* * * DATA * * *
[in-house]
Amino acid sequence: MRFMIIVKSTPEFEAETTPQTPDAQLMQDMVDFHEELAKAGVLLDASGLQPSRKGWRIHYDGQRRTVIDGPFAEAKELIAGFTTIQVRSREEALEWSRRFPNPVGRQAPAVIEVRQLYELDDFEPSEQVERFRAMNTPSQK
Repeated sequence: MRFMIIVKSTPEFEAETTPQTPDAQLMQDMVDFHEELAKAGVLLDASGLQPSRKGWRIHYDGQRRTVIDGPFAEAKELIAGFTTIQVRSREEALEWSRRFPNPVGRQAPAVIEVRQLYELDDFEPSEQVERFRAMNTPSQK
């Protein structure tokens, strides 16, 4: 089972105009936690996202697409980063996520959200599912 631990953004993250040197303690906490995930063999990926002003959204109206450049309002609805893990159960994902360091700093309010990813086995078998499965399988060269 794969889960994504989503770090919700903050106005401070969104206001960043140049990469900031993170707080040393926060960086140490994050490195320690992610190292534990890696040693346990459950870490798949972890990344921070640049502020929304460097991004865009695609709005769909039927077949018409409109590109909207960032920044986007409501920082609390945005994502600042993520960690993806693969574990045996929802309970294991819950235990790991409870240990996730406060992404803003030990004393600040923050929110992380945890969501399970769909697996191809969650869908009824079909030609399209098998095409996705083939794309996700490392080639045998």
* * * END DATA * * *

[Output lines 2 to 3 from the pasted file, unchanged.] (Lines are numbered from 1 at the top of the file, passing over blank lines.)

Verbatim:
Amino acid sequence: MRFMIIVKSTPEFEAETTPQTPDAQLMQDMVDFHEELAKAGVLLDASGLQPSRKGWRIHYDGQRRTVIDGPFAEAKELIAGFTTIQVRSREEALEWSRRFPNPVGRQAPAVIEVRQLYELDDFEPSEQVERFRAMNTPSQK
Repeated sequence: MRFMIIVKSTPEFEAETTPQTPDAQLMQDMVDFHEELAKAGVLLDASGLQPSRKGWRIHYDGQRRTVIDGPFAEAKELIAGFTTIQVRSREEALEWSRRFPNPVGRQAPAVIEVRQLYELDDFEPSEQVERFRAMNTPSQK